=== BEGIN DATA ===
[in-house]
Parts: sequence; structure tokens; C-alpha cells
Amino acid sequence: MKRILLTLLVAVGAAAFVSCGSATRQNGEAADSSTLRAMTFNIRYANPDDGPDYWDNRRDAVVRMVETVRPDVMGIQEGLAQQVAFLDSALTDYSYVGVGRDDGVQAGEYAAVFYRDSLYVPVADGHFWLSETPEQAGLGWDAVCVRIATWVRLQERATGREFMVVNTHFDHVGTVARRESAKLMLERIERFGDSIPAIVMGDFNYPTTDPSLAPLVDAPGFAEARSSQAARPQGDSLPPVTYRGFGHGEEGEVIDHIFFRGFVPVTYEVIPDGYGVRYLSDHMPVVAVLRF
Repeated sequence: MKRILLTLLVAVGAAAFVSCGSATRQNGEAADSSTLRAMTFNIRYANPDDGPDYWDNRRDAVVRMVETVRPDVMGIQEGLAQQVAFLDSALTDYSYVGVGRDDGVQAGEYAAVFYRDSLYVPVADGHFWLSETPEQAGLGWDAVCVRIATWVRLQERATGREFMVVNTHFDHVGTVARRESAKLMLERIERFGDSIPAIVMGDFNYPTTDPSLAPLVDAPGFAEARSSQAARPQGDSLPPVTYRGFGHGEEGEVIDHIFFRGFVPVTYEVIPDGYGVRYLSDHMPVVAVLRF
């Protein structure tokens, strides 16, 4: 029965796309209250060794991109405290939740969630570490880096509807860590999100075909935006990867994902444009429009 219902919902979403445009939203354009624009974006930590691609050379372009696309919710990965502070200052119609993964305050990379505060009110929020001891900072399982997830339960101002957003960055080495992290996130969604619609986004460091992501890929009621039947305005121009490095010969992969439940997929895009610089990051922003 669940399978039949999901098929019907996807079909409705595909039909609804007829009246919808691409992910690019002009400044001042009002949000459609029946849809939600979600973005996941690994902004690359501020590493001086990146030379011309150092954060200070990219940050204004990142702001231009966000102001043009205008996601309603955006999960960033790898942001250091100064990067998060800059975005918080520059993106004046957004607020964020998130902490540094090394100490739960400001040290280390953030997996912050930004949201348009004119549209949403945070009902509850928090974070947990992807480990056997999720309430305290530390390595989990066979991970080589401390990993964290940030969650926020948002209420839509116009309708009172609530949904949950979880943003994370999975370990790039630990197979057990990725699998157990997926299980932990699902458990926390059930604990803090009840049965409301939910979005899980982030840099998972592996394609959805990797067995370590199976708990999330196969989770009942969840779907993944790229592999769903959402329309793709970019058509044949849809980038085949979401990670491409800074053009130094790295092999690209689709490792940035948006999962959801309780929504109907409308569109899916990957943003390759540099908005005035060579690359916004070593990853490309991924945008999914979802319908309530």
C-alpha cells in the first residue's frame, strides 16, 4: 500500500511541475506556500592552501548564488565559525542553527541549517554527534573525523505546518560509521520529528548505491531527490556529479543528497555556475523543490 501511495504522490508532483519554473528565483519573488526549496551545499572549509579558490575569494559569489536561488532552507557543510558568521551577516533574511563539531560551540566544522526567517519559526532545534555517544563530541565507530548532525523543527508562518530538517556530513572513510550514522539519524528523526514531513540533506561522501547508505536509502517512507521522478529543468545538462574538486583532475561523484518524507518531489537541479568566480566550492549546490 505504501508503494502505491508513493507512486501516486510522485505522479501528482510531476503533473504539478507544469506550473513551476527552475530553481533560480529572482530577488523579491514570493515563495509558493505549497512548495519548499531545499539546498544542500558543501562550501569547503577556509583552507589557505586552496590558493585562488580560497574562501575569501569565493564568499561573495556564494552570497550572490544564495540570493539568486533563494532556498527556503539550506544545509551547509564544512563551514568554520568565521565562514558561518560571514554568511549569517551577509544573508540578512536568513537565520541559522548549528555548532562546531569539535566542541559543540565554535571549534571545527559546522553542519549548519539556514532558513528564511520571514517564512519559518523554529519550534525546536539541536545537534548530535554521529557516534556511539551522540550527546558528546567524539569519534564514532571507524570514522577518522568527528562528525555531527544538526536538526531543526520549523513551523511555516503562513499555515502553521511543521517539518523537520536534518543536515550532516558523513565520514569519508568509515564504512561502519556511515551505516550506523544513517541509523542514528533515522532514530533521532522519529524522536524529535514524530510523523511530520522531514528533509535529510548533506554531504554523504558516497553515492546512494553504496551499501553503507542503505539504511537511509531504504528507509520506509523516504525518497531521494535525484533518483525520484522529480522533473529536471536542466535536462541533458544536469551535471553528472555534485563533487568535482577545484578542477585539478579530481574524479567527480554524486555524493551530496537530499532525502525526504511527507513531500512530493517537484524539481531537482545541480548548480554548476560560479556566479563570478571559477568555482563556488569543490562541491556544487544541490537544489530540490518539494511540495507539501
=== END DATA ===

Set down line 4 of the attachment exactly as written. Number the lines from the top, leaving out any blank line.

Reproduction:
Repeated sequence: MKRILLTLLVAVGAAAFVSCGSATRQNGEAADSSTLRAMTFNIRYANPDDGPDYWDNRRDAVVRMVETVRPDVMGIQEGLAQQVAFLDSALTDYSYVGVGRDDGVQAGEYAAVFYRDSLYVPVADGHFWLSETPEQAGLGWDAVCVRIATWVRLQERATGREFMVVNTHFDHVGTVARRESAKLMLERIERFGDSIPAIVMGDFNYPTTDPSLAPLVDAPGFAEARSSQAARPQGDSLPPVTYRGFGHGEEGEVIDHIFFRGFVPVTYEVIPDGYGVRYLSDHMPVVAVLRF